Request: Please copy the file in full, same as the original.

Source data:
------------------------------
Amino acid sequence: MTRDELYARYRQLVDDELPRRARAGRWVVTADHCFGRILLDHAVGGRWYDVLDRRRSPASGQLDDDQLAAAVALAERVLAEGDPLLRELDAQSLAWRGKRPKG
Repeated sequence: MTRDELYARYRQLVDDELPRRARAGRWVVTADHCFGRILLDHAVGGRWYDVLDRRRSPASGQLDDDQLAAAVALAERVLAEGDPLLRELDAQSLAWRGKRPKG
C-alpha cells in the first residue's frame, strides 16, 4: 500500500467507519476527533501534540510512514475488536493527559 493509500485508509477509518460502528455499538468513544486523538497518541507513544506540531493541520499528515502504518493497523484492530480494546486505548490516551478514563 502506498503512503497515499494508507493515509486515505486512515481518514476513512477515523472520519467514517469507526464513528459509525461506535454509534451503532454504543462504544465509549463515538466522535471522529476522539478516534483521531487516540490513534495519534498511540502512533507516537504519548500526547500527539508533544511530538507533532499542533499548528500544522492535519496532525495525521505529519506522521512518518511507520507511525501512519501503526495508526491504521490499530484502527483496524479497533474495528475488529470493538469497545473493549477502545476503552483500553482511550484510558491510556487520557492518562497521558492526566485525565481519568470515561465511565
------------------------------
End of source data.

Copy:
Amino acid sequence: MTRDELYARYRQLVDDELPRRARAGRWVVTADHCFGRILLDHAVGGRWYDVLDRRRSPASGQLDDDQLAAAVALAERVLAEGDPLLRELDAQSLAWRGKRPKG
Repeated sequence: MTRDELYARYRQLVDDELPRRARAGRWVVTADHCFGRILLDHAVGGRWYDVLDRRRSPASGQLDDDQLAAAVALAERVLAEGDPLLRELDAQSLAWRGKRPKG
C-alpha cells in the first residue's frame, strides 16, 4: 500500500467507519476527533501534540510512514475488536493527559 493509500485508509477509518460502528455499538468513544486523538497518541507513544506540531493541520499528515502504518493497523484492530480494546486505548490516551478514563 502506498503512503497515499494508507493515509486515505486512515481518514476513512477515523472520519467514517469507526464513528459509525461506535454509534451503532454504543462504544465509549463515538466522535471522529476522539478516534483521531487516540490513534495519534498511540502512533507516537504519548500526547500527539508533544511530538507533532499542533499548528500544522492535519496532525495525521505529519506522521512518518511507520507511525501512519501503526495508526491504521490499530484502527483496524479497533474495528475488529470493538469497545473493549477502545476503552483500553482511550484510558491510556487520557492518562497521558492526566485525565481519568470515561465511565